Program

Dec 11, 2007

OVERVIEW

The Early Training Program was designed to influence both
attitudes and aptitude relating to educational achievement. The program
targeted economically disadvantaged pre-school children and targeted both
children and parents. Results of a random assignment evaluation conducted in
the 1960s showed that children in the experimental groups out-performed
children in the control groups on assessments of IQ, receptive vocabulary, word
knowledge, word discrimination, and reading in early elementary school, a year
after the intervention ended. However, some of these findings faded in the
follow-ups.

DESCRIPTION OF PROGRAM

Target population: 4 to 5 year olds who were
economically disadvantaged

The program involves weekly home visits during the year as
well as a 10-week part-day preschool program during the summer. The program
lasts between 2 and 3 years.

EVALUATION(S) OF PROGRAM

Gray, S.W. & Klaus, R.A. (1970). The Early Training
Project: A seventh-year report. Child Development, 41, 909-924.

Evaluated population: African-American low-income
children in two small southern cities. 61 children in one city were part of the
experimental study. 27 group children in a comparison group were in a
second city.

Approach: The 61 children in the first city were
randomly assigned to one of three groups. The first group received three years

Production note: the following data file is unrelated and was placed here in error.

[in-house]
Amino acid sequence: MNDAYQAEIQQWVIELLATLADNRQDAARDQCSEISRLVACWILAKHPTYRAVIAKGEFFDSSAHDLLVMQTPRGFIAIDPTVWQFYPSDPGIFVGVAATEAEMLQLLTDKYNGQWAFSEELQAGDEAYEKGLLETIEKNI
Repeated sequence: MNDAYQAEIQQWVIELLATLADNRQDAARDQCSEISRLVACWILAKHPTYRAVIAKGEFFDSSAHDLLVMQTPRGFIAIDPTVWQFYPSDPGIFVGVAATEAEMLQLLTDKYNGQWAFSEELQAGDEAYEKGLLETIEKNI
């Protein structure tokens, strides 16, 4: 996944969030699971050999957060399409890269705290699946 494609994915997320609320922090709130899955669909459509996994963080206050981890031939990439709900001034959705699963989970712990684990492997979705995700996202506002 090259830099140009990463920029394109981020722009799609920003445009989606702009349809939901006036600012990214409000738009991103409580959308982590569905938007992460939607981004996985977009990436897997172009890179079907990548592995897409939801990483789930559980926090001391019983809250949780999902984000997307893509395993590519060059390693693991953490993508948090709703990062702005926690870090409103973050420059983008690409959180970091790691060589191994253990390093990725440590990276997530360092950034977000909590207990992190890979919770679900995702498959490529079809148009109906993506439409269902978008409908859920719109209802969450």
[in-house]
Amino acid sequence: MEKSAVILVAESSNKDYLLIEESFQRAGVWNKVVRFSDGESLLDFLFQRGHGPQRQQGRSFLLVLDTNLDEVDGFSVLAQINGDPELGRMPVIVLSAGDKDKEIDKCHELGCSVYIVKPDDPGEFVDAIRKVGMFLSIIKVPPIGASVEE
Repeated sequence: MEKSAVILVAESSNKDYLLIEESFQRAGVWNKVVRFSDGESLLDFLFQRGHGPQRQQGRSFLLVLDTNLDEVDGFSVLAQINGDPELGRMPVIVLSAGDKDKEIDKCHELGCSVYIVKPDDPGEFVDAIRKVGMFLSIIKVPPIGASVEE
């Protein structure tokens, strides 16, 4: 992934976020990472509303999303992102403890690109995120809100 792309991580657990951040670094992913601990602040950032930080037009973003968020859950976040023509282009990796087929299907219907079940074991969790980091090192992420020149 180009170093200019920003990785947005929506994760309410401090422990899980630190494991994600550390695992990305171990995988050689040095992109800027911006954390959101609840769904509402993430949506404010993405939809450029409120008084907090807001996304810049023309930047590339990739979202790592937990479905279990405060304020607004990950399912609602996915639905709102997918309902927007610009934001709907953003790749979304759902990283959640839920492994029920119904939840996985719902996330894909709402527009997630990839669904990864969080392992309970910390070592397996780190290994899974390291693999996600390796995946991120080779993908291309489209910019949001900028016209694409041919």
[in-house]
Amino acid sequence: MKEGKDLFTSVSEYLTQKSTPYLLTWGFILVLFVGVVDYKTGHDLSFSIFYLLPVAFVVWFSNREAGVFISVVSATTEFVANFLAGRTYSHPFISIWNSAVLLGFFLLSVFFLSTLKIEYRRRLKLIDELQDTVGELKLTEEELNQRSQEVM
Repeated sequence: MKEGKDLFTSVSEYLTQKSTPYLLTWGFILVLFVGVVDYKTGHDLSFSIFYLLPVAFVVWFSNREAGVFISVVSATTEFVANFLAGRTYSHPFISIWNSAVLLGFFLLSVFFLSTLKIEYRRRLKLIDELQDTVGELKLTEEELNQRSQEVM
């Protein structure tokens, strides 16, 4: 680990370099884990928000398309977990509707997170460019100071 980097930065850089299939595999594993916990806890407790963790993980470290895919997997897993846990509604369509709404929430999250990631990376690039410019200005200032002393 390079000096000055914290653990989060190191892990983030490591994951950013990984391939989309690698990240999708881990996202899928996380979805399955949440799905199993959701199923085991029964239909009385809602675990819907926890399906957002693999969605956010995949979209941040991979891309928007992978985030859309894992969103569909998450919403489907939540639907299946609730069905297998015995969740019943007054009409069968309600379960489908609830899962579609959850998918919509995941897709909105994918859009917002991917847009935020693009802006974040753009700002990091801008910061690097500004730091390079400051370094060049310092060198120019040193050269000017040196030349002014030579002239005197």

of the Early Training Project which consisted of weekly meetings and a three
summers of the 10-week part-day preschool program. The second group received
two years of weekly meetings and the preschool program (starting the
intervention one year after the first group). The third group received no
intervention treatment. In addition, the 27 children in the comparison group
from the second city received no treatment. For the first three years of the
intervention, children received pre- and post-test assessments during the
summer. Follow-up assessments were given in the fourth, fifth, and seventh
summer. Children were assessed using the Stanford-Binet, the Peabody Picture
Vocabularly Test (PPVT), and the Metropolitan Achievement Test.

Results: Results of the study indicated that, over
the years of assessment, children in the experimental groups performed better
than children in the control group (and the comparison group). Likewise, the
experimental groups outperformed the control group on the PPVT however these
findings faded and were not seen in the seventh summer. For the Metropolitan
Achievement Test, children in the experimental groups outperformed children in
the control group on measures of word knowledge, word discrimination, and
reading at the end of first grade but at the end of the seventh year, the
children only differed on measures of word knowledge and reading.

SOURCES FOR MORE INFORMATION

Curriculum materials available for purchase at: Not
available

References:

Gray, S.W. & Klaus, R.A. (1970). The Early Training
Project: A seventh-year report. Child Development, 41, 909-924.

KEYWORDS: Home Visitation; Black/African American; Academic Achievement/Grades; Reading/Literacy; Mathematics; Children (3-11); Co-ed.

Program information last updated on 12/11/07

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